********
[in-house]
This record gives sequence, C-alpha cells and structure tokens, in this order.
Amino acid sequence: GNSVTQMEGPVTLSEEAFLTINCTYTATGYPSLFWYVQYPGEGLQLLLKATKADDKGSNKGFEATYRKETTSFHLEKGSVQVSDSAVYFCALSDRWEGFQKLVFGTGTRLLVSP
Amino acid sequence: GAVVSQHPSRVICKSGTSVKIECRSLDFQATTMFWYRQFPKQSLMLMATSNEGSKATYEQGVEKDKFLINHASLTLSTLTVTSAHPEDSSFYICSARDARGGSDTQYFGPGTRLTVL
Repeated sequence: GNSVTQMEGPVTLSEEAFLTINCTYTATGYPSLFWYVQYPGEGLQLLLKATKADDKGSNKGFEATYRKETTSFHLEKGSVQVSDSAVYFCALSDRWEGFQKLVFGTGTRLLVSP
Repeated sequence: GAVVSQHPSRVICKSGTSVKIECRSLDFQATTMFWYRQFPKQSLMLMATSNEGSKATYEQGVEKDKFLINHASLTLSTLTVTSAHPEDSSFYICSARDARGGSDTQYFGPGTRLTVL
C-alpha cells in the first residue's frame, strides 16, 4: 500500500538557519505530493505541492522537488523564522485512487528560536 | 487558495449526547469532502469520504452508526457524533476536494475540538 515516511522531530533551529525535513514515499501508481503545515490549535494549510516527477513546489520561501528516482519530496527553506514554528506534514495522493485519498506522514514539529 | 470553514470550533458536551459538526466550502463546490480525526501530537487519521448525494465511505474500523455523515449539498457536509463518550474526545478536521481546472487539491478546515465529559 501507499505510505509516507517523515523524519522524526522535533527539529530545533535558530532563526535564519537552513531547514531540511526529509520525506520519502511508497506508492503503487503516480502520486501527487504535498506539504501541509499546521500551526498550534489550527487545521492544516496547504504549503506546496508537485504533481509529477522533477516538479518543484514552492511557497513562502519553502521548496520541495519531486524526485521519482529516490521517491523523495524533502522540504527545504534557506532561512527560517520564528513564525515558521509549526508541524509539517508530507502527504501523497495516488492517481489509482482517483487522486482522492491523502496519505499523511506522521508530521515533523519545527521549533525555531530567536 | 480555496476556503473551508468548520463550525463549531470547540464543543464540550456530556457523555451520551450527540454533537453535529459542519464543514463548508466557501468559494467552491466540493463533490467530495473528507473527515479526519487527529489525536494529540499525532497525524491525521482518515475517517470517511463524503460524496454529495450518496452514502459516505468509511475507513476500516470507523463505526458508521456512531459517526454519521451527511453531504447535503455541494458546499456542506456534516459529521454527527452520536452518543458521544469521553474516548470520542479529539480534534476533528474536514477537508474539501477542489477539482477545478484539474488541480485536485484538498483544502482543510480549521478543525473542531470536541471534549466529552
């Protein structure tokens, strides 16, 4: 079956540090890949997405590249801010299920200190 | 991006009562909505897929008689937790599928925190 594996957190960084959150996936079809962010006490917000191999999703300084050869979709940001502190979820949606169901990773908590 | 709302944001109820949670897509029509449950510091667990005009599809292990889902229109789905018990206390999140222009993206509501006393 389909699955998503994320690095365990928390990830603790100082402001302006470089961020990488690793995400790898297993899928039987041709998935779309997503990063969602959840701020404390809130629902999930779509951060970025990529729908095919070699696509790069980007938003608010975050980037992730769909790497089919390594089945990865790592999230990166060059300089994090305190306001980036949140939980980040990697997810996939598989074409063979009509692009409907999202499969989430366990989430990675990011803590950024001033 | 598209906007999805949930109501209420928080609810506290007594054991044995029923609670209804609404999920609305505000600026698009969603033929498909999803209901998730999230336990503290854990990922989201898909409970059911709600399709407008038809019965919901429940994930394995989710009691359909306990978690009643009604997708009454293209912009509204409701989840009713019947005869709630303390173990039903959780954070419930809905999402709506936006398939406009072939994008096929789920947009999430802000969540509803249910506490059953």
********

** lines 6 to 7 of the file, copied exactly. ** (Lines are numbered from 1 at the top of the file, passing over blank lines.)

Repeated sequence: GAVVSQHPSRVICKSGTSVKIECRSLDFQATTMFWYRQFPKQSLMLMATSNEGSKATYEQGVEKDKFLINHASLTLSTLTVTSAHPEDSSFYICSARDARGGSDTQYFGPGTRLTVL
C-alpha cells in the first residue's frame, strides 16, 4: 500500500538557519505530493505541492522537488523564522485512487528560536 | 487558495449526547469532502469520504452508526457524533476536494475540538 515516511522531530533551529525535513514515499501508481503545515490549535494549510516527477513546489520561501528516482519530496527553506514554528506534514495522493485519498506522514514539529 | 470553514470550533458536551459538526466550502463546490480525526501530537487519521448525494465511505474500523455523515449539498457536509463518550474526545478536521481546472487539491478546515465529559 501507499505510505509516507517523515523524519522524526522535533527539529530545533535558530532563526535564519537552513531547514531540511526529509520525506520519502511508497506508492503503487503516480502520486501527487504535498506539504501541509499546521500551526498550534489550527487545521492544516496547504504549503506546496508537485504533481509529477522533477516538479518543484514552492511557497513562502519553502521548496520541495519531486524526485521519482529516490521517491523523495524533502522540504527545504534557506532561512527560517520564528513564525515558521509549526508541524509539517508530507502527504501523497495516488492517481489509482482517483487522486482522492491523502496519505499523511506522521508530521515533523519545527521549533525555531530567536 | 480555496476556503473551508468548520463550525463549531470547540464543543464540550456530556457523555451520551450527540454533537453535529459542519464543514463548508466557501468559494467552491466540493463533490467530495473528507473527515479526519487527529489525536494529540499525532497525524491525521482518515475517517470517511463524503460524496454529495450518496452514502459516505468509511475507513476500516470507523463505526458508521456512531459517526454519521451527511453531504447535503455541494458546499456542506456534516459529521454527527452520536452518543458521544469521553474516548470520542479529539480534534476533528474536514477537508474539501477542489477539482477545478484539474488541480485536485484538498483544502482543510480549521478543525473542531470536541471534549466529552